Originally a Xargli, from the Alpha Centauri solar system, Mike Johnson has been on Earth a l o n g time. He has tried shape-shifting or morphing into many different species, but is currently enjoying being a human being, who writes poetry for children. As you can see, from the picture, he hasn’t quite got the nose right, yet (this is his fourteenth attempt)
WHAT IS IT ABOUT POETRY THAT YOU LIKE MOST?
Well, being human is probably more to do with how you can use language than anything else and poetry is simply the best use of language, on your planet. beep beep
WHY CHILDREN’S POETRY, IN PARTICULAR?
First of all, children’s poetry is brilliant! Children’s poetry is certainly one of the most exciting and fun things I’ve discovered, on the Earth. Children’s poetry is usually up to the minute and it covers a huge range of subjects – from astronauts to zero gravity. When I go into schools, children are very keen to listen to, read and write poems. I don’t think I’ve met many adults who were quite so enthusiastic. We have very long childhoods, on my planet, so I like being with children and sharing their word-worlds. This poem has been popular, because it tells them about lots of things on my planet and about Xarglis. beep beep
Popular sayings from Alpha Centauri
Life begins at 400
Life isn’t all snoomerjuice and smurkle
Your third and fourth eyes are bigger than your mega-belly
You’re talking out of the tops of your heads
You are who you eat
When ice before Zorkfert bears a d’orkk
nothing after, but vurk and v’orrk.
The answers on the tip of my threaploop
To err is Xargli to forgive, divine
The other Xargli’s gripqurdling is always greener
WHO IS YOUR FAVOURITE HUMAN POET?
I don’t really have a favourite poet, as such, but there are lots of poems I like reading again and again. A poem calledMagic Bear by John Foster is delightful and there’s a very funny poem by Paul Cookson called Arthur my half-cousinwhich always makes me laugh, until my threaploop goes all droopy. My most read ‘classic’ poems are probably Kubla Khan by Samuel Taylor Coleridge (1772-1834), which never fails to interest me and Not Waving but Drowning by Stevie Smith (1903-71). I met Coleridge once, by the way, but I was a dog, at the time. That reminds me, when I was a dog, I met a very unusual dog indeed and his owner wrote a poem about him, it went something like this: beep beep
Someone hypnotised our dog and
now her voice is not quite right:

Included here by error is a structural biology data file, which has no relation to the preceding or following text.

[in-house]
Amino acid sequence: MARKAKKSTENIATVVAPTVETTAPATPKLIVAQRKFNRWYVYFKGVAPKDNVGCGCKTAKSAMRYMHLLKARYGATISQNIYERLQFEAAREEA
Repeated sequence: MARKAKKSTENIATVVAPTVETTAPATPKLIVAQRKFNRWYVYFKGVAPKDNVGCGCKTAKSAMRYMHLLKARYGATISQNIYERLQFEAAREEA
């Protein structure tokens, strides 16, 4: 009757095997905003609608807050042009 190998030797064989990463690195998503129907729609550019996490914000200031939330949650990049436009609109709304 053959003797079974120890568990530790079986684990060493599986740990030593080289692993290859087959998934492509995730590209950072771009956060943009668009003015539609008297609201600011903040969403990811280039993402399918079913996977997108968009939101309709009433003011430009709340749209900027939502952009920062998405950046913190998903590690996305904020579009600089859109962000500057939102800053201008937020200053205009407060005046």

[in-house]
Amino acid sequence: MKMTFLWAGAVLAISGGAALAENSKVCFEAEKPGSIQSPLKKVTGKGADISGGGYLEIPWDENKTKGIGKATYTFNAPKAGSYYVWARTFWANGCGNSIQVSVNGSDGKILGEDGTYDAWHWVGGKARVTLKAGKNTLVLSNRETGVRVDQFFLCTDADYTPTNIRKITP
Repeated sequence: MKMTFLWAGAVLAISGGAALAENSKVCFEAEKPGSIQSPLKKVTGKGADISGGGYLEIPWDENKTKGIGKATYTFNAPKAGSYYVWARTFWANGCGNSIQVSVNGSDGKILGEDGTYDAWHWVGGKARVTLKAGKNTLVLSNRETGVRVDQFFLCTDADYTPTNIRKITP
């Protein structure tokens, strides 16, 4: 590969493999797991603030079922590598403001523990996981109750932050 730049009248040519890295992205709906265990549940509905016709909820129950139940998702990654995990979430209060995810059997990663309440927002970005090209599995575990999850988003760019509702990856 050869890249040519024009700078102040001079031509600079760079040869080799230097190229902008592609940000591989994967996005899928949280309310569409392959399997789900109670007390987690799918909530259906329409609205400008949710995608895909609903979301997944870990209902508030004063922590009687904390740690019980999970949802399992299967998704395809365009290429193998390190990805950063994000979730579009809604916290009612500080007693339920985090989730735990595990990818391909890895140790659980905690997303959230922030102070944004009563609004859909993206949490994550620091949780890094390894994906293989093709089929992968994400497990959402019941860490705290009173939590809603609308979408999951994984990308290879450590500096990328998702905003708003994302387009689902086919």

instead of barking, what we hear
is ‘Hee Haw’ late at night.
She doesn’t ‘Yap’
or ‘Woof woof woof’;
she neither snarls nor growls,
but, wow, if you could only hear
her ‘Twit twoo’ to owls!
‘Miaouw’ and ‘Eek’
and ‘Quack, quack, quack,’
then ‘Oink’ and ‘Oo, oo, oo’…
We love our dog, sincerely,
but just wish she wouldn’t, ‘Moo.’
(illustration by Talitha Blythe-Lord)
WHERE CAN WE FIND POEMS OF YOURS?
In lots of places, I’m pleased to say:
The Trying Flapeze – ed. John Foster (Oxford),
Wizard Poems – ed. Fiona Waters (Macmillan),
Spooky Schools – ed. Brian Moses (Macmillan), Fiendishly Funny Poems – ed. John Foster (Harper Collins), The Poetry Store – ed Paul Cookson (Hodder), Read Me and Laugh – ed. Gaby Morgan (Macmillan), Frogs in Clogs – ed. Gaby Morgan(Macmillan). Red Lorry Yellow Lorry – ed. Fiona Waters(Macmillan) Elephantastic ed. Mike Johnson (Beggis Books) Read Me at School ed. Gaby Morgan (Macmillan), Context 21 – ed. Katrin Heinecke (Cornelson, Germany) and in The Times – that’s a newspaper from the Planet Earth!
AND of course HERE! (I’m always visiting this site, because the children’s poems on it are better than a glass of cold snoomerjuice.)
SMALL PET POEM
I BELIEVE YOU ALSO HELP ADULTS TO WRITE POETRY
Yes, I even teach teachers (they are very naughty, sitting at the back and giggling all the time). Amongst my present (or past) students are Liz Brownlee, Jacqueline Crill, Rachael House, Craig King, Anita Sackett, Andrea Shavick and Ruth Underhill, who have all been published recently. There were some others, but I ate them, sorry.
Some adult writers are almost as enthusiastic about children’s poetry as most children are. I like these people, even if they have only got one head – poets are the most interesting inhabitants of Earth. beep beep
for Julia Densham
Almost crystal clear,
as if inside her see-through skin,
Maisie was made of liquid glass;
could stand at the front
of our class,
yet not get in the way.
some reflections and refraction
and no one could forget fantastic
as her body split white light
into glimmering bands of
red, orange, yellow, green, blue…
on lazy days of blazing sun,
strange rainbows played
WHAT ELSE DO YOU DO, ON OUR PLANET?
I like other species, apart from humans, very much and I have worked at London Zoo and as a volunteer in my local Dogs’ and Cats’ Home. Oh yes, and I discovered something called a ‘funfair’, recently, and did this:beep beep
That was really fun.
WELL, THANK YOU FOR SHAPE-SHIFTING OUR WAY, WOULD YOU LIKE TO END WITH ONE MORE POEM?
My pleasure, I can assure you; we Xarglis live to serve other species. This is possibly my favourite poem that I’ve written, whilst on Earth. I’ve tried to say how important Life on Earth is and that youshould look after it. beep beep
one and only planet,
known to her friends as
Yes, an old photograph
when she was clothed in
Somehow, got into
left one morning;
no forwarding address.
We just didn’t think. . .
We just didn’t know
what to do.
have any information
that can help us trace
our beautiful planet,
please get in touch.
Please get in touch.
(Earth illustration by Talitha Blythe-Lord)